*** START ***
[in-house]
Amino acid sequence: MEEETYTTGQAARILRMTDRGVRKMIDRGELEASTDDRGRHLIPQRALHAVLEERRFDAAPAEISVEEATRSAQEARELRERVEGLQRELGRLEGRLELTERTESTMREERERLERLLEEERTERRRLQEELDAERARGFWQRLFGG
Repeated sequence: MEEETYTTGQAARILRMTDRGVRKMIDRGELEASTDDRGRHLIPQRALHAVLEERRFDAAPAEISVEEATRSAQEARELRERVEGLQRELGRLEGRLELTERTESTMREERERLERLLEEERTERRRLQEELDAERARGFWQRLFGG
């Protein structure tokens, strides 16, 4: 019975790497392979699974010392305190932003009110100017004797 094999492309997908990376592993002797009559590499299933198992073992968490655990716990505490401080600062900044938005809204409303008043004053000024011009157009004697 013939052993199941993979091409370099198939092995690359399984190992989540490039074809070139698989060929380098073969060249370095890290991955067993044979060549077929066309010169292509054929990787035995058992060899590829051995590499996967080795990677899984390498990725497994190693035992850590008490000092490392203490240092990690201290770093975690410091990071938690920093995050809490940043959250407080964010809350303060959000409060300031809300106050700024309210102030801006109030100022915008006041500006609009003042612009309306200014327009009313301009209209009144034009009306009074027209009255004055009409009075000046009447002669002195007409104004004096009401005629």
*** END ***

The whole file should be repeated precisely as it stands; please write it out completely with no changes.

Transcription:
[in-house]
Amino acid sequence: MEEETYTTGQAARILRMTDRGVRKMIDRGELEASTDDRGRHLIPQRALHAVLEERRFDAAPAEISVEEATRSAQEARELRERVEGLQRELGRLEGRLELTERTESTMREERERLERLLEEERTERRRLQEELDAERARGFWQRLFGG
Repeated sequence: MEEETYTTGQAARILRMTDRGVRKMIDRGELEASTDDRGRHLIPQRALHAVLEERRFDAAPAEISVEEATRSAQEARELRERVEGLQRELGRLEGRLELTERTESTMREERERLERLLEEERTERRRLQEELDAERARGFWQRLFGG
């Protein structure tokens, strides 16, 4: 019975790497392979699974010392305190932003009110100017004797 094999492309997908990376592993002797009559590499299933198992073992968490655990716990505490401080600062900044938005809204409303008043004053000024011009157009004697 013939052993199941993979091409370099198939092995690359399984190992989540490039074809070139698989060929380098073969060249370095890290991955067993044979060549077929066309010169292509054929990787035995058992060899590829051995590499996967080795990677899984390498990725497994190693035992850590008490000092490392203490240092990690201290770093975690410091990071938690920093995050809490940043959250407080964010809350303060959000409060300031809300106050700024309210102030801006109030100022915008006041500006609009003042612009309306200014327009009313301009209209009144034009009306009074027209009255004055009409009075000046009447002669002195007409104004004096009401005629």